The decision to appeal

By Christopher J. Armstrong and Thomas J. Carey Jr.

Dolan Media Newswires

Is there a potential downside to an appeal? Often there is. You may have lost but dodged an even more devastating result.

Do you want to appeal, thereby virtually guaranteeing a cross-appeal that puts the worse outcome back in play? How many times have you read an appellate opinion and asked yourself what possessed the appellant to appeal? Try not to have your name listed as counsel in such cases (though they may be pursued by the client against the advice of counsel).

It is particularly mind-boggling when an institutional litigant with many cases to choose from presses an appeal in a case with bad facts. Strategic litigation strategy demands that test cases be chosen with care to increase the likelihood of a favorable ruling.

On a more mundane level, always warn your client that appeals can take a long time and that interest is running at what can be a very high rate. In a case in which attorneys' fees are available to the prevailing party, if the appeal is unsuccessful, an appellant can end up paying both sides' appellate costs, both sides' appellate attorneys' fees, and a whopping interest rate on the underlying judgment.

Make sure the cost-benefit analysis of an appeal is fully explained to the client.

Complete re-evaluation

Because a reality check is often the most important factor in deciding whether to pursue a case on appeal, a complete re-evaluation of the client's litigation strategy and goals must be done.

As part of that re-assessment, you must impress upon the client that, as with trial litigation, the only thing certain about appellate litigation is the uncertainty of the result.

By the end of trial, clients understand how difficult it is to assess what a jury will do. But there is a perception that the law ought to be more predictable and that the probability of success on appeal can be calculated with mathematical precision.

It doesn't work that way, and the client must be educated that prediction is difficult and guarantees nonexistent. Don't give foolish assurances of success.

Trial counsel or the business client may wish to consult an appellate specialist in evaluating whether an appeal should be taken. Fresh eyes can be helpful in a reality check. And appellate counsel may be in a better position to evaluate how the record will look to an appellate court.

Given the amount of time and effort needed to evaluate an appeal, and the importance of reviewing the entire record, including transcripts, it may be necessary in some cases to file a protective notice of appeal while a final decision is being made.

Another form of success on appeal is settlement, of course, and the pendency of a potentially meritorious appeal may have a salutary effect on the willingness of both parties to seriously consider settlement.

It is possibly the noblest role of the lawyer to encourage angry parties to disengage from battle and to compromise reasonable differences, rather than to dissipate their dwindling assets in seemingly endless litigation.

Court-sponsored settlement conferences, as well as private mediation or arbitration, are available. You will find the busy appellate court only too happy to stay appellate proceedings for the time necessary to undertake mediation or other bona fide attempts to settle.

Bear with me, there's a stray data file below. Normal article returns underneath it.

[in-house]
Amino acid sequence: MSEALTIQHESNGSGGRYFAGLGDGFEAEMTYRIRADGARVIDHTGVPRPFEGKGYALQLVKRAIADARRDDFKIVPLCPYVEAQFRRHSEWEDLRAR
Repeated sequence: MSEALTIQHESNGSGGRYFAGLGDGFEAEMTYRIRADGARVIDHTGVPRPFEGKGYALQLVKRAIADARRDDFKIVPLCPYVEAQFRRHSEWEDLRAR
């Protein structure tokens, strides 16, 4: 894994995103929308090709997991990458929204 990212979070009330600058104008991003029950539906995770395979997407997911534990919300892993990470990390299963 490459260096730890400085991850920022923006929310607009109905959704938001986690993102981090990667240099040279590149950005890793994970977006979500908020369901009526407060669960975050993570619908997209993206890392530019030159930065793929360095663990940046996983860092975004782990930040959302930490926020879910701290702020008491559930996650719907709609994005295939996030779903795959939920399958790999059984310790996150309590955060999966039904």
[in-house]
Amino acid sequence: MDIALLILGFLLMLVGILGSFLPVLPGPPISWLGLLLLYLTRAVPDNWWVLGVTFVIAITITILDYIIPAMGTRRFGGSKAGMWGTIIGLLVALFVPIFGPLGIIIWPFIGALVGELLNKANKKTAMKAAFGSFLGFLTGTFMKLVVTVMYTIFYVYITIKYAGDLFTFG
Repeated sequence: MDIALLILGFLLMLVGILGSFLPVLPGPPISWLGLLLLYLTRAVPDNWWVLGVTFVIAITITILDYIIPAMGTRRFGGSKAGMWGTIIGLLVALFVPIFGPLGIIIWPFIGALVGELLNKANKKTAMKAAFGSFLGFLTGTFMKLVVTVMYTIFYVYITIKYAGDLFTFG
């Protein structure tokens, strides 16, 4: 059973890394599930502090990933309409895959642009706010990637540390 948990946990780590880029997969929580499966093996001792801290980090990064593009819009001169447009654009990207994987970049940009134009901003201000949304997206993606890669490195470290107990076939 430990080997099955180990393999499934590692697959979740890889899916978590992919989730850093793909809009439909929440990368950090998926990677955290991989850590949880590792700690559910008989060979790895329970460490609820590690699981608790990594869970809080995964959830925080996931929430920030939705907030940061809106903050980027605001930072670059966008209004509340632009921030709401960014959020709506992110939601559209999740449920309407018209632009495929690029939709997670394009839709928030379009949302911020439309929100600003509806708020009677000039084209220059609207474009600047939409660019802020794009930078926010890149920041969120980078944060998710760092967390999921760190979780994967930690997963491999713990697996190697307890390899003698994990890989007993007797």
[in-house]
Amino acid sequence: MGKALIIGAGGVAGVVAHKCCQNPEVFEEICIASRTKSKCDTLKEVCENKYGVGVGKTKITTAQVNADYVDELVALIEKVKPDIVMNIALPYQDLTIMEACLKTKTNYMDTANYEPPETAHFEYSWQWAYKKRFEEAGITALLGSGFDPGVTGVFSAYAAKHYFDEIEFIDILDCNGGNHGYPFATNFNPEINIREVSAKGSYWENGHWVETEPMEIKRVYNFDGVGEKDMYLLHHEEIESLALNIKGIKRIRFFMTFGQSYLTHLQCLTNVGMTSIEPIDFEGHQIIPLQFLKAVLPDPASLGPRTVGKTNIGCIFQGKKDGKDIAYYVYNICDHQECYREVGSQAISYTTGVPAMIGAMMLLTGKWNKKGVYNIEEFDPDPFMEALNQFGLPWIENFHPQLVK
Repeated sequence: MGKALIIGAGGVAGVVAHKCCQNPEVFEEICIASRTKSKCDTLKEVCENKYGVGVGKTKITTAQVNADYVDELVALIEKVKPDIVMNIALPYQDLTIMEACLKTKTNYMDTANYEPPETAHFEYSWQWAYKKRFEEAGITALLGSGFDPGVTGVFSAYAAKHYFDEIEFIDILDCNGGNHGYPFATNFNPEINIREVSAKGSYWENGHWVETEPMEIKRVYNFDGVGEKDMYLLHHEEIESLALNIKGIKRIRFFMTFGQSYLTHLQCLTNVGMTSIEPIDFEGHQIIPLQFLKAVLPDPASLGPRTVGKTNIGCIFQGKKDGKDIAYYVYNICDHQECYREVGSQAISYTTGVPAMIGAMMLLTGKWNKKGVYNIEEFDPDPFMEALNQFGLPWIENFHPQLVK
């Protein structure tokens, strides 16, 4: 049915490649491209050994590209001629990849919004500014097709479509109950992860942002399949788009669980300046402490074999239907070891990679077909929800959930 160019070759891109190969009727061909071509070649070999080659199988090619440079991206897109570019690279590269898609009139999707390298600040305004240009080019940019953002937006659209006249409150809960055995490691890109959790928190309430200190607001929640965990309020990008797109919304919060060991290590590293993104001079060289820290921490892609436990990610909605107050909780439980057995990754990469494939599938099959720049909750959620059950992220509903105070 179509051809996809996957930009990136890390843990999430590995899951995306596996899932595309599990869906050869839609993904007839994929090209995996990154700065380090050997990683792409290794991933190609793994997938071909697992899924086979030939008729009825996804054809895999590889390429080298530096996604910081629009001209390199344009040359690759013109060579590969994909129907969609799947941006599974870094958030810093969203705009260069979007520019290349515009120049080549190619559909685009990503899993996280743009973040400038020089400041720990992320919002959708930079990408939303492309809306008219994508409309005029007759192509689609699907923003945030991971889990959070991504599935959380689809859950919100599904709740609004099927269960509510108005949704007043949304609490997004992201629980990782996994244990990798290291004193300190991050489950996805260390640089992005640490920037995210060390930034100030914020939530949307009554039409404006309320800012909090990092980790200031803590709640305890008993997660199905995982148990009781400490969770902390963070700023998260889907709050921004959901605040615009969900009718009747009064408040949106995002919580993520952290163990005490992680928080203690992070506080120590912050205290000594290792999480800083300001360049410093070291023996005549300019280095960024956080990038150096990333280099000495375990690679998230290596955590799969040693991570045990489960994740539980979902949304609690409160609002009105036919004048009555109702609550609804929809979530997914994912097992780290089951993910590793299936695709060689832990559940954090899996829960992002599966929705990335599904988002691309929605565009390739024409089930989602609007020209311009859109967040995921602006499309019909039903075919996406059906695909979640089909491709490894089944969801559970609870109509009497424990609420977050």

Meritorious appeals

Be wary of weak appeals. We all take some cases for the challenge they pose, but ideally your success rate in civil cases ought to be better than general averages (which include criminal cases and pro se appeals) because you prune out appeals that should not be taken.

Neither the system nor your reputation will improve, however, unless careful professional judgment is exercised in deciding whether an appeal should be taken. Frivolous appeals add to the burdens and penalize everyone.

The client who insists on pursuing a marginal case must be warned that doing so can result in significant additional damages.

Thoughtful counsel would do well to reflect on the increasingly pointed warnings being sounded by the state appellate courts about the imposition of sanctions for frivolous appeals or appeals suffused with improper argumentation, such as arguments not grounded in the record or filled with ad hominem disparagements of opposing parties or opposing counsel.

The prospect of possible sanctions should be a wake-up call to the bar, as an order to pay the other side's counsel fees would be both costly and humiliating.

So remember, before investing in an appeal, review the new post-trial situation coolly and dispassionately to determine whether your client's case - however meritorious at the trial court level - presents an issue worthy of appellate review and worth the cost of an appeal.

If it does, maintain the same dispassionate, professional mien in briefing and arguing the appeal. In that way, you will best serve the interests of your client and the appellate courts, while enhancing your reputation as a skilled, reliable appellate attorney.

Christopher J. Armstrong was an Appeals Court judge from 1972 to 2008. He is currently of counsel to Dwyer & Collora in Boston. Thomas J. Carey Jr. teaches appellate advocacy at Boston College Law School and leads the appellate practice group at Dwyer & Collora.

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Published: Thu, Oct 14, 2010